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definition - henderson-hasselbalch equation

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Henderson–Hasselbalch equation

                   

In chemistry, the Henderson–Hasselbalch equation describes the derivation of pH as a measure of acidity (using pKa, the negative log of the acid dissociation constant) in biological and chemical systems. The equation is also useful for estimating the pH of a buffer solution and finding the equilibrium pH in acid-base reactions (it is widely used to calculate the isoelectric point of proteins).

Two equivalent forms of the equation are

\textrm{pH} = \textrm{pK}_{a}+ \log \left ( \frac{[\textrm{A}^-]}{[\textrm{HA}]} \right )

and

\textrm{pH} = \textrm{pK}_{a}-\log \left ( \frac{[\textrm{HA}]}{[\textrm{A}^-]} \right ).

Here, \textrm{pK}_{a} is -\log (K_{a}) where K_{a} is the acid dissociation constant, that is:

\textrm{pK}_{a} = - \log(K_{a}) = - \log \left ( \frac{[\mbox{H}_{3}\mbox{O}^+][\mbox{A}^-]}{[\mbox{HA}]} \right ) for the non-specific Brønsted acid-base reaction: \mbox{HA} + \mbox{H}_{2}\mbox{O} \rightleftharpoons \mbox{A}^- + \mbox{H}_{3}\mbox{O}^+

In these equations, \mbox{A}^- denotes the ionic form of the relevant acid. Bracketed quantities such as [base] and [acid] denote the molar concentration of the quantity enclosed.

In analogy to the above equations, the following equation is valid:

\textrm{pOH} = \textrm{pK}_{b}+ \log \left ( \frac{[\textrm{BH}^+]}{[\textrm{B}]} \right )

Where BH+ denotes the conjugate acid of the corresponding base B.

Contents

  Derivation

The Henderson–Hasselbalch equation is derived from the acid dissociation constant equation by the following steps:

K_\textrm{a} = \frac{[\textrm{H}^+][\textrm{A}^-]} {[\textrm{HA}]}
\log_{10}K_\textrm{a} = \log_{10} \left ( \frac{[\textrm{H}^+][\textrm{A}^-]}{[\textrm{HA}]} \right )
\log_{10}K_\textrm{a} = \log_{10}[\textrm{H}^+] + \log_{10} \left ( \frac{[\textrm{A}^-]}{[\textrm{HA}]} \right )
-\textrm{p}K_\textrm{a} = -\textrm{pH} + \log_{10} \left ( \frac{[\textrm{A}^-]}{[\textrm{HA}]} \right )
\textrm{pH} = \textrm{p}K_\textrm{a} + \log_{10} \left ( \frac{[\textrm{A}^-]}{[\textrm{HA}]} \right )

The ratio [A^-]/[HA] is unitless, and as such, other ratios with other units may be used. For example, the mole ratio of the components, n_{A^-}/n_{HA} or the fractional concentrations \alpha_{A^-}/\alpha_{HA} where \alpha_{A^-}+\alpha_{HA}=1 will yield the same answer. Sometimes these other units are more convenient to use.

  History

Lawrence Joseph Henderson wrote an equation, in 1908, describing the use of carbonic acid as a buffer solution. Karl Albert Hasselbalch later re-expressed that formula in logarithmic terms, resulting in the Henderson–Hasselbalch equation [1]. Hasselbalch was using the formula to study metabolic acidosis.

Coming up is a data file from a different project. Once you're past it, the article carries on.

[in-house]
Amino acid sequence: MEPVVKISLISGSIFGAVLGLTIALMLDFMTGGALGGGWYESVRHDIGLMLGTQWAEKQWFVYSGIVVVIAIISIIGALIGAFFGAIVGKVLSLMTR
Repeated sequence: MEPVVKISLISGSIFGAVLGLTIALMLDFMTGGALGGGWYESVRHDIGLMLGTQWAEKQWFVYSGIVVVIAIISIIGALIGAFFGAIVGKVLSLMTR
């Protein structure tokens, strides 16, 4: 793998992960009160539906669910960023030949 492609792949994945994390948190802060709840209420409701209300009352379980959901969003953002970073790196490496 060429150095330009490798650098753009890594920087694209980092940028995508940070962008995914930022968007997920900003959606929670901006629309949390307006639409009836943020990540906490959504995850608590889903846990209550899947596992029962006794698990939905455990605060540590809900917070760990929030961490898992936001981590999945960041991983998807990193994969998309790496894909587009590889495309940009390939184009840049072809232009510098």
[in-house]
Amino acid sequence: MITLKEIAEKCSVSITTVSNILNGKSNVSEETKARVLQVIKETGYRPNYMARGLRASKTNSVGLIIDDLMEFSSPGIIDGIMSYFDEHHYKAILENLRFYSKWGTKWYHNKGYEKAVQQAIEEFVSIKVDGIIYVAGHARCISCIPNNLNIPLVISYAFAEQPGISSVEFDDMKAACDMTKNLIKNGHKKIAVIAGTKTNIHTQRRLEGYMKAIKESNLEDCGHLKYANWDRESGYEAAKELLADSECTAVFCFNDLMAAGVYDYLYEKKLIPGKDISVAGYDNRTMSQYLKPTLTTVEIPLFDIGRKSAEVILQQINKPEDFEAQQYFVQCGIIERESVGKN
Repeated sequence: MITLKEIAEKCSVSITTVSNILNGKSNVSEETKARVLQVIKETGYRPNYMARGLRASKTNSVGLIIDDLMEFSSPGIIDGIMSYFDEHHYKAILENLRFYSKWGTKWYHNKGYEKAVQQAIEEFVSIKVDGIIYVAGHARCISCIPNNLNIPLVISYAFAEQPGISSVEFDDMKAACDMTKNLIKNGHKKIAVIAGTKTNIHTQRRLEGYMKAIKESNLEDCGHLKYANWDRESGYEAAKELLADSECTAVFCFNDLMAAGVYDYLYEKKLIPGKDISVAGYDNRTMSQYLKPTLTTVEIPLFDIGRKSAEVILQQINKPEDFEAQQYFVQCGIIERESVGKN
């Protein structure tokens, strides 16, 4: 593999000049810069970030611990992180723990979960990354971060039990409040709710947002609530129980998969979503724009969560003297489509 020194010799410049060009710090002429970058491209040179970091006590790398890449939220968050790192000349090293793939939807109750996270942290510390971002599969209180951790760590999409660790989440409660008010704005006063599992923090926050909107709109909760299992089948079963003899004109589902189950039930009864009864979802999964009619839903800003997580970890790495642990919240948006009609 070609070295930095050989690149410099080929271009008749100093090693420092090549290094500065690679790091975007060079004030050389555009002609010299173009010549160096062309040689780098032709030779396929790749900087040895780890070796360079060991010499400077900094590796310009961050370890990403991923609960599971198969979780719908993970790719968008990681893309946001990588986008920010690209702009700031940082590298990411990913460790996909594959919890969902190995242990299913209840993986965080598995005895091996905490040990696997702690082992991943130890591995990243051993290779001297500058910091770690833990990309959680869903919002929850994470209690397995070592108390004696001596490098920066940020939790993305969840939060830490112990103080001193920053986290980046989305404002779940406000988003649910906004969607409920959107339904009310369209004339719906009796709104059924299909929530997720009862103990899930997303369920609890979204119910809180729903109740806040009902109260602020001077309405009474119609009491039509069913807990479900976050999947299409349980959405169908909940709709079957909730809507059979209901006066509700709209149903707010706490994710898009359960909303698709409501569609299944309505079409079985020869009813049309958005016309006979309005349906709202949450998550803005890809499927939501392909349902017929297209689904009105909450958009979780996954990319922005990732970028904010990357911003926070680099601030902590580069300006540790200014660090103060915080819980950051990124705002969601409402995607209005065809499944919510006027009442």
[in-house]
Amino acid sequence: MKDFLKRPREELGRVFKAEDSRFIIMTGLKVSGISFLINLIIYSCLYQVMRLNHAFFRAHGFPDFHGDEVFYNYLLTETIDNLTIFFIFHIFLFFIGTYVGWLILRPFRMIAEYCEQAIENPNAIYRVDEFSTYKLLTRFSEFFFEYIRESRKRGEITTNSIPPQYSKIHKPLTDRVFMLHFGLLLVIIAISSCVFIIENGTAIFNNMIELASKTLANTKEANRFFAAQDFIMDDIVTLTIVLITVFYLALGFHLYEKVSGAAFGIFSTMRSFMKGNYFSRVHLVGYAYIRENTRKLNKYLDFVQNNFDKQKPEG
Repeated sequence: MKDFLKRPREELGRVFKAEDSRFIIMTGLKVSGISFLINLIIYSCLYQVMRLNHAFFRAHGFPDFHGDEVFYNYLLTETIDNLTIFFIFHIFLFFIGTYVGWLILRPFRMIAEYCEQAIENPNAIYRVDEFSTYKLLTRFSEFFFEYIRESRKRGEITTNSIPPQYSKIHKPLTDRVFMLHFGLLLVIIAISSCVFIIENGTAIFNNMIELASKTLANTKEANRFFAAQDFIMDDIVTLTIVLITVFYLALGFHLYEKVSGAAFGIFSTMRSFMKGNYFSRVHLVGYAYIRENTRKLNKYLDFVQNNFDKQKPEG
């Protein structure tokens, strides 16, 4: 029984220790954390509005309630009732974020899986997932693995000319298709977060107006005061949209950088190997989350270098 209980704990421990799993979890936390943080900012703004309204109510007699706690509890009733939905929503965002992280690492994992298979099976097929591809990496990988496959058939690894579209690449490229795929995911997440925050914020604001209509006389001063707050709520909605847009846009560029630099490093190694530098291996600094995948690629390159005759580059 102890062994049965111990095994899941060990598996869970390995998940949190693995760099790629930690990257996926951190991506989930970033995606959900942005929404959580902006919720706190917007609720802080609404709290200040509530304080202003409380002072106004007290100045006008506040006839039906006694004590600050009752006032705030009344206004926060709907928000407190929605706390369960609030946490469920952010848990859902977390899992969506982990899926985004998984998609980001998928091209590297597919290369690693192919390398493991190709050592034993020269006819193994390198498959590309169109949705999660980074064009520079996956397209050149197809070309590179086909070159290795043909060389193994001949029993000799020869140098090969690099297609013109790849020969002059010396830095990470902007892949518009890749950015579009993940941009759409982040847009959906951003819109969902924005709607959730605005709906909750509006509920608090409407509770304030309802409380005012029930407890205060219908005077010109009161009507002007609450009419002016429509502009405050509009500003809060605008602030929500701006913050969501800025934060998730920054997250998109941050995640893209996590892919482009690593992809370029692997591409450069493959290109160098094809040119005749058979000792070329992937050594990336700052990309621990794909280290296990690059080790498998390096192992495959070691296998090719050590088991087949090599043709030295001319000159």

Limitations

There are some significant approximations implicit in the Henderson–Hasselbalch equation. The most significant is the assumption that the concentration of the acid and its conjugate base at equilibrium will remain the same as the formal concentration. This neglects the dissociation of the acid and the hydrolysis of the base. The dissociation of water itself is neglected as well. These approximations will fail when dealing with relatively strong acids or bases (pKa more than a couple units away from 7), dilute or very concentrated solutions (less than 1 mM or greater than 1M), or heavily skewed acid/base ratios (more than 100 to 1). Also, the equation does not take into effect the dilution factor of the acid and conjugate base in water. If the proportion of acid to base is 1, then the pH of the solution will be different if the amount of water changes from 1mL to 1L.

  Estimating blood pH

A modified version of the Henderson–Hasselbalch equation can be used to relate the pH of blood to constituents of the bicarbonate buffering system:[1]

 pH = pK_{a~H_2CO_3}+ \log \left ( \frac{[HCO_3^-]}{[H_2CO_3]} \right )

, where:

This is useful in arterial blood gas, but these usually state pCO2, that is, the partial pressure of carbon dioxide, rather than H2CO3. However, these are related by the equation:[1]

 [H_2CO_3] = k_{\rm H~CO_2}\, \times pCO_2

, where:

Taken together, the following equation can be used to relate the pH of blood to the concentration of bicarbonate and the partial pressure of carbon dioxide:[1]

 pH = 6.1 + \log \left ( \frac{[HCO_3^-]}{0.03 \times pCO_2} \right )

, where:

  • pH is the acidity in the blood
  • [HCO3-] is the concentration of bicarbonate in the blood
  • pCO2 is the partial pressure of carbon dioxide in the blood

  See also

  References

  1. ^ a b c page 556, section "Estimating plasma pH" in: Bray, John J. (1999). Lecture notes on human physiolog. Malden, Mass.: Blackwell Science. ISBN 978-0-86542-775-4. 

  Further reading

  External links

   
               

 

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